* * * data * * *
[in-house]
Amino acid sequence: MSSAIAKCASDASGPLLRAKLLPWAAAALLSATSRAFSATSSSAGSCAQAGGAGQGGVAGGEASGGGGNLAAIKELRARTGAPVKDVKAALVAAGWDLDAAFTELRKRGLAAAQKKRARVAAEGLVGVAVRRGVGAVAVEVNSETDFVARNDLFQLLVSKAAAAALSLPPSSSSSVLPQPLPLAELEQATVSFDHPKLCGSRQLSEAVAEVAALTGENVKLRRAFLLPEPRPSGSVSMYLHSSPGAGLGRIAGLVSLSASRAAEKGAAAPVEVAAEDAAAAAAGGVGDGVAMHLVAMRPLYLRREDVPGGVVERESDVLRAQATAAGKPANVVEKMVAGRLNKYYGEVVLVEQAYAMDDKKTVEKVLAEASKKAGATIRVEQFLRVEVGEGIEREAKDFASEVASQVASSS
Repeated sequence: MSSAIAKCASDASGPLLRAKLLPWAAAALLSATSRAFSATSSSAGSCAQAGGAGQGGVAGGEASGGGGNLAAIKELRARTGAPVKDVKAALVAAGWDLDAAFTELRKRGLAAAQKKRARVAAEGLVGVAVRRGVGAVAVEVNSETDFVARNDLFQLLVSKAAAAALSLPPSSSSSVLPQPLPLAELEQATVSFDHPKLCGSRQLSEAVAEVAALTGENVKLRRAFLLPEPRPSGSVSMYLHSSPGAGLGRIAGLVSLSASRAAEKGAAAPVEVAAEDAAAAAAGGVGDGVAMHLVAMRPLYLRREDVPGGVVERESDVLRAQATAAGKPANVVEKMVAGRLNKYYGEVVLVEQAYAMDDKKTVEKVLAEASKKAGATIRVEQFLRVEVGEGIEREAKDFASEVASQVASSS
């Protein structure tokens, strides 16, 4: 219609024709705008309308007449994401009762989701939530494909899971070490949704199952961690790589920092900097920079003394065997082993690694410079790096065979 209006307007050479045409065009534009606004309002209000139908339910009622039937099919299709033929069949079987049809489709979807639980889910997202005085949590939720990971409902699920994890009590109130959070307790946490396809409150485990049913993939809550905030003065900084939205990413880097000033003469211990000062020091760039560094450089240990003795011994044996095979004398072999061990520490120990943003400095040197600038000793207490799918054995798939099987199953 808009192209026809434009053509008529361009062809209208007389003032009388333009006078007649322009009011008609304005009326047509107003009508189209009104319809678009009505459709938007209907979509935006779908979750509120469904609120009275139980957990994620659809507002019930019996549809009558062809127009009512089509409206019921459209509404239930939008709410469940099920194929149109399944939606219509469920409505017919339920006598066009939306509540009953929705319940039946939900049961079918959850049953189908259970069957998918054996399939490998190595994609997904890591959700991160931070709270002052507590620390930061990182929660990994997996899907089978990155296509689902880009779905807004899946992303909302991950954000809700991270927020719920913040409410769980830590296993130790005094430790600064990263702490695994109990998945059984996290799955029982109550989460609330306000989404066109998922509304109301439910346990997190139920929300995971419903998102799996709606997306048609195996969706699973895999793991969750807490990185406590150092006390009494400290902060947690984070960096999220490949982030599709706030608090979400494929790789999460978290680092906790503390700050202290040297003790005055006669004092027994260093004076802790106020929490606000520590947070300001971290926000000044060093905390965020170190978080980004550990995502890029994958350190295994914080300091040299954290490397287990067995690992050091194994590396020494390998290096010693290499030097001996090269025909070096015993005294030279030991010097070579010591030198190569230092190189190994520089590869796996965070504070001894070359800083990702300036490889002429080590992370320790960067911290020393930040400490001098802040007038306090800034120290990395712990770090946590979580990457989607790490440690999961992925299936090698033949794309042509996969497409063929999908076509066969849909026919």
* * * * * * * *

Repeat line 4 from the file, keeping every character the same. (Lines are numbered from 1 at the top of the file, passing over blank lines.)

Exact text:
């Protein structure tokens, strides 16, 4: 219609024709705008309308007449994401009762989701939530494909899971070490949704199952961690790589920092900097920079003394065997082993690694410079790096065979 209006307007050479045409065009534009606004309002209000139908339910009622039937099919299709033929069949079987049809489709979807639980889910997202005085949590939720990971409902699920994890009590109130959070307790946490396809409150485990049913993939809550905030003065900084939205990413880097000033003469211990000062020091760039560094450089240990003795011994044996095979004398072999061990520490120990943003400095040197600038000793207490799918054995798939099987199953 808009192209026809434009053509008529361009062809209208007389003032009388333009006078007649322009009011008609304005009326047509107003009508189209009104319809678009009505459709938007209907979509935006779908979750509120469904609120009275139980957990994620659809507002019930019996549809009558062809127009009512089509409206019921459209509404239930939008709410469940099920194929149109399944939606219509469920409505017919339920006598066009939306509540009953929705319940039946939900049961079918959850049953189908259970069957998918054996399939490998190595994609997904890591959700991160931070709270002052507590620390930061990182929660990994997996899907089978990155296509689902880009779905807004899946992303909302991950954000809700991270927020719920913040409410769980830590296993130790005094430790600064990263702490695994109990998945059984996290799955029982109550989460609330306000989404066109998922509304109301439910346990997190139920929300995971419903998102799996709606997306048609195996969706699973895999793991969750807490990185406590150092006390009494400290902060947690984070960096999220490949982030599709706030608090979400494929790789999460978290680092906790503390700050202290040297003790005055006669004092027994260093004076802790106020929490606000520590947070300001971290926000000044060093905390965020170190978080980004550990995502890029994958350190295994914080300091040299954290490397287990067995690992050091194994590396020494390998290096010693290499030097001996090269025909070096015993005294030279030991010097070579010591030198190569230092190189190994520089590869796996965070504070001894070359800083990702300036490889002429080590992370320790960067911290020393930040400490001098802040007038306090800034120290990395712990770090946590979580990457989607790490440690999961992925299936090698033949794309042509996969497409063929999908076509066969849909026919």